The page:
W. Walter Hearne
The following is a comparison and evaluation of the redistricting schemes used by the states of Iowa and New Jersey. Both systems attempt to ensure greater "fairness" by removing direct responsibility for drawing district maps from the legislature. Although both systems are preferable to the usual type of redistricting process, they cannot completely make up for the inadequacies of single-member districts.
What is Redistricting?
Although the terms "redistricting" and "reapportionment" are sometimes used interchangeably, there is a distinction. Redistricting is simply the process in which district lines are drawn. Reapportionment is the redistribution of seats among political units (such as the redistribution of the 435 seats in the House of Representatives among the states after each decennial census). Redistricting always occurs after reapportionment, but it may also occur because of population shifts which do not affect the number of seats.
Why is Redistricting Important?
Redistricting is an issue of tremendous importance, but it is one typically ignored by the average citizen. Most people are unaware of the vast effect which redistricting has upon the political process as a whole. It is a process which is vital to the parties, both of which naturally seek to dominate the legislature and protect their incumbent legislators. If a party is able to control the manner in which representatives are elected, it has a better chance of obtaining these goals.
The more direct control the parties have over the drawing of district lines, the more they are able to manipulate these lines to produce the results they want. In most states, the responsibility for redistricting is given directly to the legislature. This method of redistricting is the most likely to contravene the public interest. In extreme cases, it produces districts in which the politicians have chosen their constituents rather than the other way around. Recognizing this flaw, Iowa and New Jersey use different methods, both of which are examined here following a brief overview of the use of single-member districts in U.S. history.
Redistricting in American History
There is nothing in the Constitution which either mandates or precludes the use of single-member districts. How the founders viewed the issue of single-member versus at-large districts is debatable. By 1840, twenty-two of the thirty-one states exclusively used single-member districts. Gerrymandering, or the manipulation of district lines to achieve a desired political outcome, was a well-established practice by then. Up through the early 1900s, several attempts were made to establish federal law requiring all states to use single-member districts under certain criteria such as contiguity and compactness. Most of these attempts were successfully resisted by the House. The ones which did pass were temporary, virtually enforced, and seen by many officials as non-binding upon the states.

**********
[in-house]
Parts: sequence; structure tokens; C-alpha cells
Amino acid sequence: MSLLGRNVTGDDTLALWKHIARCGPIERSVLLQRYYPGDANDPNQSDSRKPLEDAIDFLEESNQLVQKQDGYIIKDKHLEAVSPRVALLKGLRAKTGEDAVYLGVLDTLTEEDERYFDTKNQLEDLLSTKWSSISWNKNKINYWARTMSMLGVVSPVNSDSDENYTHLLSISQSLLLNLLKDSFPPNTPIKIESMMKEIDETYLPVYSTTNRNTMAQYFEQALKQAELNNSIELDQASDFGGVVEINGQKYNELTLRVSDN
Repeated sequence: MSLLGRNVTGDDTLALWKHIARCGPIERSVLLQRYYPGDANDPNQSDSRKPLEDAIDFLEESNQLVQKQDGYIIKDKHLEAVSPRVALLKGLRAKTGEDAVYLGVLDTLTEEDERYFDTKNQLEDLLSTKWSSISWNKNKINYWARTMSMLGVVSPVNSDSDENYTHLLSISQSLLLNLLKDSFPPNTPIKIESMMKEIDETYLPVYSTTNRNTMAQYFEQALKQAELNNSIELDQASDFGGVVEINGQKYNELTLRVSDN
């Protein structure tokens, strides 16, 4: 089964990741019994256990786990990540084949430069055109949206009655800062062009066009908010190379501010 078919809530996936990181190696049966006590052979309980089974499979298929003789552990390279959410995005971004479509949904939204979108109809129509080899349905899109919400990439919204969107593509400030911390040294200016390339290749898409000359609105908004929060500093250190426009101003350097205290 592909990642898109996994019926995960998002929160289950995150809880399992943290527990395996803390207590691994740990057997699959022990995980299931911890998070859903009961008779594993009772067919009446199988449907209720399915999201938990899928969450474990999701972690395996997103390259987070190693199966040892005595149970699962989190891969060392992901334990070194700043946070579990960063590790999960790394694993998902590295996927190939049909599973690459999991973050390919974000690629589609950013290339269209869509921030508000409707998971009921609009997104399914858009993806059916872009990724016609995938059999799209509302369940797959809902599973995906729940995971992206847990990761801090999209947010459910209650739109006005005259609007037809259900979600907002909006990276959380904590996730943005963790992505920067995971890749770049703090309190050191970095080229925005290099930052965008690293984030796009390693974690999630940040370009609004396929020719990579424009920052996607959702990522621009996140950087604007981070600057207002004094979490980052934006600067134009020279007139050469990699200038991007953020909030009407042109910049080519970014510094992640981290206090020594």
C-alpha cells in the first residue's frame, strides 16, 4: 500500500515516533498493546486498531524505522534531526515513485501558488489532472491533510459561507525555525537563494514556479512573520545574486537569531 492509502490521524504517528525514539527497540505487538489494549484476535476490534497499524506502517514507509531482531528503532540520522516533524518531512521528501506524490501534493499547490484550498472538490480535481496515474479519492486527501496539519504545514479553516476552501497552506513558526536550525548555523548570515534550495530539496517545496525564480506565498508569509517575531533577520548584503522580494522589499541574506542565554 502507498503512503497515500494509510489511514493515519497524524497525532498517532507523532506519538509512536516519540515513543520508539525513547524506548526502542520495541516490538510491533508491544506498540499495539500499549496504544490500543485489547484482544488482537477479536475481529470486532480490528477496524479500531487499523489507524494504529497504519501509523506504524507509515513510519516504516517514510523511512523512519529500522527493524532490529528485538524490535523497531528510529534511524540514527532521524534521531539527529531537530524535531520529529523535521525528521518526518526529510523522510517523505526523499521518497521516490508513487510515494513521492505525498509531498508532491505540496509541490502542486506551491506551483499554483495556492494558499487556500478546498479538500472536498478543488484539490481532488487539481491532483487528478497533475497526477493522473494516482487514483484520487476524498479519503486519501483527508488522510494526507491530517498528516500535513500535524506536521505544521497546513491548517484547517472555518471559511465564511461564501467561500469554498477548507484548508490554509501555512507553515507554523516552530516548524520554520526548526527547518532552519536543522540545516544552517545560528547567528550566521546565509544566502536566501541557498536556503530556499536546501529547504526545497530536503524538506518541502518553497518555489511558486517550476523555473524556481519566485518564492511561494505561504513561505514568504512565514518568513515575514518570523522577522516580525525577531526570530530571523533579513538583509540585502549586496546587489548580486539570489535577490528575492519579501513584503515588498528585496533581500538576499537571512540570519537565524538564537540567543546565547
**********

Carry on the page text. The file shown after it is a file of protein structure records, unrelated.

Another movement against at-large elections emerged after World War II. This time the movement was helped by the 1962 Supreme Court decision of Baker v. Carr, which established the equal population principle for single-member districts. While many House members feared that their reelection prospects would be diminished by court-ordered at-large plans, others welcomed the shift of power away from over-represented rural areas. Opposition was eventually overcome in 1967, when Congress passed a statute requiring states with more than one representative to use single-member districts. This law remains on the books today. The number of at-large districts used in state elections was significantly reduced by court rulings under the Voting Rights Act of 1965, which targeted racial discrimination in elections.
Contemporary redistricting is not an enviable task. The states often seek to balance a variety of interests, but nevertheless face numerous difficulties. Drawing and adopting a plan is a monumental undertaking in itself. Legal challenges to adopted redistricting plans have become common, and disputes sometimes take years to resolve. States which are covered by the Voting Rights Act must have their plans approved by the U.S. Department of Justice to ensure that minorities do not face discrimination.
Even after all the changes which now affect redistricting, politicians have lost no taste for the gerrymander. The current complexity of redistricting sometimes allows those in control to disguise their purposes, but in many states unabashed partisanship is considered par for the course. Remarkably precise demographics and technological advances make it possible for virtually anyone to create a plan suited to his or her own goals.
The Iowa System
The Iowa system seeks to increase "fairness" in redistricting by giving the responsibility for drawing district lines to a non-partisan state agency rather than the legislature. Iowa's idea of "fairness" is to control partisan influence in the actual drawing of district lines. The legislature still has the final say over whether a plan is adopted.